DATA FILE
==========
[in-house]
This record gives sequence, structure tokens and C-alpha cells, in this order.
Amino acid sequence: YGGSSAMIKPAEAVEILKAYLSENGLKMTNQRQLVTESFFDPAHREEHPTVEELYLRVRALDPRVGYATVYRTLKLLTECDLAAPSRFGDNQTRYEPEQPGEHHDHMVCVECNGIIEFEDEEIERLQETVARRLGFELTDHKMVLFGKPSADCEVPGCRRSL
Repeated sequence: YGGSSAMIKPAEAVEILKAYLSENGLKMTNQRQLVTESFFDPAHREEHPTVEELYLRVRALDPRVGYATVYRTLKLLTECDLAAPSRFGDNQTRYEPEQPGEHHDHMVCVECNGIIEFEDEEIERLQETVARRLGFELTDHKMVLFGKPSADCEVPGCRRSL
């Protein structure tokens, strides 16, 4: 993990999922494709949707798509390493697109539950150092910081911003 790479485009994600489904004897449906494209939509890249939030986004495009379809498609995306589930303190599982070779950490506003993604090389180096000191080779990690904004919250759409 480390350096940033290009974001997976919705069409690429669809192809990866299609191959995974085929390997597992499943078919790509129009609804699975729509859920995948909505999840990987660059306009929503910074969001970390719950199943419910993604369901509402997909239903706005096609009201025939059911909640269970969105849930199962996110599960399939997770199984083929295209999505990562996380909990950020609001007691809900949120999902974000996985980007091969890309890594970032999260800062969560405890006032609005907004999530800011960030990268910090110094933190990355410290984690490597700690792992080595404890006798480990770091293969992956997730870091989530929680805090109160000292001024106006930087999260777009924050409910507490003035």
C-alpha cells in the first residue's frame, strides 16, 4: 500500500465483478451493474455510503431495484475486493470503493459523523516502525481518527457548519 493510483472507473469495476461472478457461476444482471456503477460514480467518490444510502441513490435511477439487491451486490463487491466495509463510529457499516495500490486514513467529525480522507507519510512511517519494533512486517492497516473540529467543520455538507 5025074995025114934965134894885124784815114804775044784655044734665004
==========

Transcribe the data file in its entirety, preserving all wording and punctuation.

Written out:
[in-house]
This record gives sequence, structure tokens and C-alpha cells, in this order.
Amino acid sequence: YGGSSAMIKPAEAVEILKAYLSENGLKMTNQRQLVTESFFDPAHREEHPTVEELYLRVRALDPRVGYATVYRTLKLLTECDLAAPSRFGDNQTRYEPEQPGEHHDHMVCVECNGIIEFEDEEIERLQETVARRLGFELTDHKMVLFGKPSADCEVPGCRRSL
Repeated sequence: YGGSSAMIKPAEAVEILKAYLSENGLKMTNQRQLVTESFFDPAHREEHPTVEELYLRVRALDPRVGYATVYRTLKLLTECDLAAPSRFGDNQTRYEPEQPGEHHDHMVCVECNGIIEFEDEEIERLQETVARRLGFELTDHKMVLFGKPSADCEVPGCRRSL
């Protein structure tokens, strides 16, 4: 993990999922494709949707798509390493697109539950150092910081911003 790479485009994600489904004897449906494209939509890249939030986004495009379809498609995306589930303190599982070779950490506003993604090389180096000191080779990690904004919250759409 480390350096940033290009974001997976919705069409690429669809192809990866299609191959995974085929390997597992499943078919790509129009609804699975729509859920995948909505999840990987660059306009929503910074969001970390719950199943419910993604369901509402997909239903706005096609009201025939059911909640269970969105849930199962996110599960399939997770199984083929295209999505990562996380909990950020609001007691809900949120999902974000996985980007091969890309890594970032999260800062969560405890006032609005907004999530800011960030990268910090110094933190990355410290984690490597700690792992080595404890006798480990770091293969992956997730870091989530929680805090109160000292001024106006930087999260777009924050409910507490003035």
C-alpha cells in the first residue's frame, strides 16, 4: 500500500465483478451493474455510503431495484475486493470503493459523523516502525481518527457548519 493510483472507473469495476461472478457461476444482471456503477460514480467518490444510502441513490435511477439487491451486490463487491466495509463510529457499516495500490486514513467529525480522507507519510512511517519494533512486517492497516473540529467543520455538507 5025074995025114934965134894885124784815114804775044784655044734665004